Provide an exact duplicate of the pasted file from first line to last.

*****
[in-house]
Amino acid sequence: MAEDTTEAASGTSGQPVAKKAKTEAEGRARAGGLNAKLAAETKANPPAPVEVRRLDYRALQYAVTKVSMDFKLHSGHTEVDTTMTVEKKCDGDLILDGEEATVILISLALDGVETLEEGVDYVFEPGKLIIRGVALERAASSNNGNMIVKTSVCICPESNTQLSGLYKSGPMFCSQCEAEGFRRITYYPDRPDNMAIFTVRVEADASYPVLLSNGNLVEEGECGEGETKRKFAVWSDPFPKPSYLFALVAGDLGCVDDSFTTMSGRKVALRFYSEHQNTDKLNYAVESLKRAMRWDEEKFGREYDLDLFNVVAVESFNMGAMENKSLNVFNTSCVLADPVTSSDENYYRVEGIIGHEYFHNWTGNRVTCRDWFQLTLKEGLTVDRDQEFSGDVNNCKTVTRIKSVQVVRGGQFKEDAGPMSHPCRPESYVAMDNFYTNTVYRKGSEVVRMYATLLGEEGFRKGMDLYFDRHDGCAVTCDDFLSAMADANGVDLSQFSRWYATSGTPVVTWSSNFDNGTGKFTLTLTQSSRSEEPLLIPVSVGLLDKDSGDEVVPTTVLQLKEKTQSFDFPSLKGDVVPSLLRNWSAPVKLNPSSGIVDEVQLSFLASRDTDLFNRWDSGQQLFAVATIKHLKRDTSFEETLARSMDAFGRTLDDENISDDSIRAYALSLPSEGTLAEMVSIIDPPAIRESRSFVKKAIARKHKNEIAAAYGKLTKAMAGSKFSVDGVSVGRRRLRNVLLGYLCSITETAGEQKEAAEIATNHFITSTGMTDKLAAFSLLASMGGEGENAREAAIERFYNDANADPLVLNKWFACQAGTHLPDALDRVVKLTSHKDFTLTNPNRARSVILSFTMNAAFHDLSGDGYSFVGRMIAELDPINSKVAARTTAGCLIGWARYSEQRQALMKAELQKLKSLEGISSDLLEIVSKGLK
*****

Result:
[in-house]
Amino acid sequence: MAEDTTEAASGTSGQPVAKKAKTEAEGRARAGGLNAKLAAETKANPPAPVEVRRLDYRALQYAVTKVSMDFKLHSGHTEVDTTMTVEKKCDGDLILDGEEATVILISLALDGVETLEEGVDYVFEPGKLIIRGVALERAASSNNGNMIVKTSVCICPESNTQLSGLYKSGPMFCSQCEAEGFRRITYYPDRPDNMAIFTVRVEADASYPVLLSNGNLVEEGECGEGETKRKFAVWSDPFPKPSYLFALVAGDLGCVDDSFTTMSGRKVALRFYSEHQNTDKLNYAVESLKRAMRWDEEKFGREYDLDLFNVVAVESFNMGAMENKSLNVFNTSCVLADPVTSSDENYYRVEGIIGHEYFHNWTGNRVTCRDWFQLTLKEGLTVDRDQEFSGDVNNCKTVTRIKSVQVVRGGQFKEDAGPMSHPCRPESYVAMDNFYTNTVYRKGSEVVRMYATLLGEEGFRKGMDLYFDRHDGCAVTCDDFLSAMADANGVDLSQFSRWYATSGTPVVTWSSNFDNGTGKFTLTLTQSSRSEEPLLIPVSVGLLDKDSGDEVVPTTVLQLKEKTQSFDFPSLKGDVVPSLLRNWSAPVKLNPSSGIVDEVQLSFLASRDTDLFNRWDSGQQLFAVATIKHLKRDTSFEETLARSMDAFGRTLDDENISDDSIRAYALSLPSEGTLAEMVSIIDPPAIRESRSFVKKAIARKHKNEIAAAYGKLTKAMAGSKFSVDGVSVGRRRLRNVLLGYLCSITETAGEQKEAAEIATNHFITSTGMTDKLAAFSLLASMGGEGENAREAAIERFYNDANADPLVLNKWFACQAGTHLPDALDRVVKLTSHKDFTLTNPNRARSVILSFTMNAAFHDLSGDGYSFVGRMIAELDPINSKVAARTTAGCLIGWARYSEQRQALMKAELQKLKSLEGISSDLLEIVSKGLK